In cooperation with the American Museum of Natural History a new and exciting exhibition called “Brain – The Inside Story”, opened its doors at the Ljubljana Exhibition and Convention Centre on 15 May.
If you are curious about how the brain works, what is actually happening inside your head when you sense an experience or when you feel a strong emotion like love or anger, come treat yourself with some low-calorie but extremely tasteful sensations which will drive you to probe deeper into the less than 1.5 kilograms of the familiar universe that you always carry with you. Or will it carry you away?
The exhibition is open every day from 9 a.m. until 8 p.m. and will be held in Ljubljana until 24 August when it travels back to the United States.
On the opening day we were talking to the curator of the exhibition, Rob DeSalle, who gave us an interesting comment about the way the exhibition is built: ”We wanted to show that this is your brain, and how you interact with the exhibition is the way your brains work.”
The exhibition is rich with interactive and educational models like this one here called homunculus, which shows you, proportionally, how sensitive a certain part of your body is to touch and how big that area is in your brain. Centers for lips, fingers and palms are especially big.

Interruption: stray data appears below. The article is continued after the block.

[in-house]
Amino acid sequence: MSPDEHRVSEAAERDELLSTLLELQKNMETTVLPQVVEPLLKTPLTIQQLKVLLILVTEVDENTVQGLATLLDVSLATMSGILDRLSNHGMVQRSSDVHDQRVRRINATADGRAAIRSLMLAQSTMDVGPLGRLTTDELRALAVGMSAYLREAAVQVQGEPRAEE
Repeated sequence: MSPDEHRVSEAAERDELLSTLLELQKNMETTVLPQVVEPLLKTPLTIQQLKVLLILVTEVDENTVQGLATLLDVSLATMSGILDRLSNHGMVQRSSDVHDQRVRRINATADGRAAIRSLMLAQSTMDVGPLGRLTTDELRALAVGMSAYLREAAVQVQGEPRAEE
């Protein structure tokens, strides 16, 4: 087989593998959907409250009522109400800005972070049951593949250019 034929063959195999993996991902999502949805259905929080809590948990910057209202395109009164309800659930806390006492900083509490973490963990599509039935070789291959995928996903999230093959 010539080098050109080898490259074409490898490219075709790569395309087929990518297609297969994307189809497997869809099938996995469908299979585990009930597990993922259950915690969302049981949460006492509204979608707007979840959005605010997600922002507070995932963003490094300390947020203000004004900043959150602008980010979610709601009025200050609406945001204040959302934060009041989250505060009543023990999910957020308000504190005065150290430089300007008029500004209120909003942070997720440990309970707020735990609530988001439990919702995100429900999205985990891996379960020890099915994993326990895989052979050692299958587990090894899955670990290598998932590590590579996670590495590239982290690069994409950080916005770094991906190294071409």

In a demonstration video of a dancer in her training session you can see which parts of your brain are active in your everyday tasks.
Now can you can see clearly? When different parts of your brain communicate with each other, you get a clear picture of what you see.
What are your facial expressions when you are sad? How you communicate with the world informs people around you about how you feel and how to communicate with you.
The Brain puzzle.
Our emotions are communicated by neurotransmitters which travel between cells. Different chemical substances can enhance or block the functioning of neurotransmitters. Coffee is the mildest of drugs most of us could hardly live without.
In the midsection of the exhibition you are literally already deep inside your brain. Here you’ll learn about more complex human processes like language, memory and decision making.
Hippocampus: the part of the brain responsible for creating long term memory and mental maps, grows with its use. Imagine the size of it in a London taxi driver!
The exhibition then takes you on a journey where you learn how your brain develops from infancy to old age. In old age your brain slows down, but the more you use it the sharper it remains.
Develop your brain by drawing a star while looking in a mirror. Will your brain learn and grow the second time you try? Test yourself and find out.
The last section looks at the future. You can learn how the brain communicates with the computer, how blind people can see using bionic eyes, and what other “futuristic” research is already on the way.
Take an evolutionary ride and grow your brain some more. This exhibition is more than appropriate for all generations!